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Myanmar (Burma): Mandalay

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Mandalay | Myanmar (Burma) | Asia

[Visited: March 2006]

Mandalay, a name that Kipling used for a poem, and Robbie Williams for a song, was the royal capital of then Burma for a short while in the 19th century, before the English moved in. According to legend, the Buddha himself prophecied that after 2400 years, a great city and metropolis of Buddhism would arise on the plain at the foot of Mandalay Hill. And indeed, King Mindon Min constructed a new city here in the 1850s, making it the capital; a clear example of a self-fulfilling prophecy. The city is therefore relatively new, and that means it is carefully planned and easy to navigate. The city seemed quite dynamic, with quiet, village like parts but also modern ones with flashy shopping malls and high buildings.

Picture of Mandalay (Myanmar (Burma)): Reflections of Mandalay's palace walls in the surrounding moat

A great way to explore the city is by bicycle, joining the many Burmese who use the same. The first day in Mandalay, we cycled south, and worked our way up. We visited the Mahamuni Paya, a most worshipped Buddhist site. Centrepiece is a very old, some say dating from 554BCE, Buddha image, that is constantly being covered by gold. Only men are allowed up, I was invited up and could put some gold-leafed paper on the surface. Early morning, monks even brush his teeth. On three sides around the statue, worshippers were in prayer. We moved on to Shwe In Bin Kyaung, also called the teak monastery. A very quiet place, and beautifully constructed out of teak, the only downside is that the wood is awfully hot under your bare feet, forcing you to sprint over the sunny parts.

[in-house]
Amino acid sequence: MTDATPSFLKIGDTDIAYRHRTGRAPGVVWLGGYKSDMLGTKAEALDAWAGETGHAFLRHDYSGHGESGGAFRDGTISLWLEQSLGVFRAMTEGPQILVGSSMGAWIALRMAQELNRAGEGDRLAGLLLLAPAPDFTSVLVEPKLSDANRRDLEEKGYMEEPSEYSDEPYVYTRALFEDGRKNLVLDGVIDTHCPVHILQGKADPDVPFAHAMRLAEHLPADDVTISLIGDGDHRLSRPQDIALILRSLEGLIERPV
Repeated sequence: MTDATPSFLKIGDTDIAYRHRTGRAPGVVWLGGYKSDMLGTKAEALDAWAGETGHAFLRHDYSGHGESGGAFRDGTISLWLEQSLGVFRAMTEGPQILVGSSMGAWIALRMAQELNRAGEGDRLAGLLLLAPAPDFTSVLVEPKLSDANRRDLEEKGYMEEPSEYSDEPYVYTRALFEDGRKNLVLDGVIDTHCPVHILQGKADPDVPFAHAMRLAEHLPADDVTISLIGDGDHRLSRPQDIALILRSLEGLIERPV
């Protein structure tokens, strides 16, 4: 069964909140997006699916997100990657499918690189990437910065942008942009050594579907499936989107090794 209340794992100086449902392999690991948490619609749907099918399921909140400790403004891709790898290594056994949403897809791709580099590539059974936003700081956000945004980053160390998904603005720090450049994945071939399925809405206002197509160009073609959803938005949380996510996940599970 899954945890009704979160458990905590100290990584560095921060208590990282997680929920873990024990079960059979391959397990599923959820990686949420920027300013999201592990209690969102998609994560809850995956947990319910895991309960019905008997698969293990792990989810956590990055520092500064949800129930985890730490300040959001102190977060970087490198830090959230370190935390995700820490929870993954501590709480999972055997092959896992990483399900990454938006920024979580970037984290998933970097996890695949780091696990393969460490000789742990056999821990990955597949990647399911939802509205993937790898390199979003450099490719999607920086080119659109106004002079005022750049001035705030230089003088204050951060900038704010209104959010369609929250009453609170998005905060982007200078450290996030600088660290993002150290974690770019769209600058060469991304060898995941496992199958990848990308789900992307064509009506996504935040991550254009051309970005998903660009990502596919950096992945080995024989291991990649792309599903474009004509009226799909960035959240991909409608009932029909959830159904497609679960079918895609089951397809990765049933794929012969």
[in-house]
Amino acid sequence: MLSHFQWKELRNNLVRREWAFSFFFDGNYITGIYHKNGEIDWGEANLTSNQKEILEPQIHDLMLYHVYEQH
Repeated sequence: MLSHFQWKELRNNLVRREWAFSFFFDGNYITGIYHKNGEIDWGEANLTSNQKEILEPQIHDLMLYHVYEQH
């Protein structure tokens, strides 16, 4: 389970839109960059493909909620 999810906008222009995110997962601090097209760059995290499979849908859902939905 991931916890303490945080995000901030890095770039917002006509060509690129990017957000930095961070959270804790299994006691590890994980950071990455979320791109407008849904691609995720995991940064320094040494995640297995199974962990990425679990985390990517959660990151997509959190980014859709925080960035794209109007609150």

Picture of Mandalay (Myanmar (Burma)): Sandamani Paya: golden stupa and white stupas pointing to the sky

We cycled back to the north, and visited the royal palace. It occupies an enormous area surrounded by a moat, can be entered only from the eastern side, and has some impressive buildings right at its centre. From here, it was not far to the foot of Mandalay Hill, with pagodas everywhere. After visiting Sandamani Paya, we paid a visit to touristy Kuthodaw Paya, which houses the official Buddhist "Bible", written on over 700 marble slabs. A little further on, we walked up Mandalay Hill for a view over the city at sunset, and realized just how much this city has to offer.

Picture of Mandalay (Myanmar (Burma)): Teak Monastery in Mandalay: wooden sculptures
Picture of Mandalay (Myanmar (Burma)): Mahamuni Paya in Mandalay: the most worshipped site of the city
Picture of Mandalay (Myanmar (Burma)): Mahamuni Paya: men adding gold to the sacred Buddha image
Picture of Mandalay (Myanmar (Burma)): Royal Palace of Mandalay: looking out of one of the many rooms
Picture of Mandalay (Myanmar (Burma)): Mandalay Royal Palace: looking up the tower of the temple
Picture of Mandalay (Myanmar (Burma)): Royal Palace, Mandalay: view of the compound from the watchtower
Picture of Mandalay (Myanmar (Burma)): Royal Palace of Mandalay: two doors in the palace compound
Picture of Mandalay (Myanmar (Burma)): Teak Monastery in Mandalay with the typical wooden poles
Picture of Mandalay (Myanmar (Burma)): Teak Monastery, Mandalay: view under the main building
Picture of Mandalay (Myanmar (Burma)): Sandamani Paya: view of some of the white stupas
Picture of Mandalay (Myanmar (Burma)): Lane with marble slabs with comments on the Tripitaka at Sandamani Paya
Picture of Mandalay (Myanmar (Burma)): Kuthodaw Paya: lane with some of the marble slabs with the Tripitaka teachings
Picture of Mandalay (Myanmar (Burma)): Sunrise over the moat of the Royal Palace of Mandalay

Around the World in 80 Clicks

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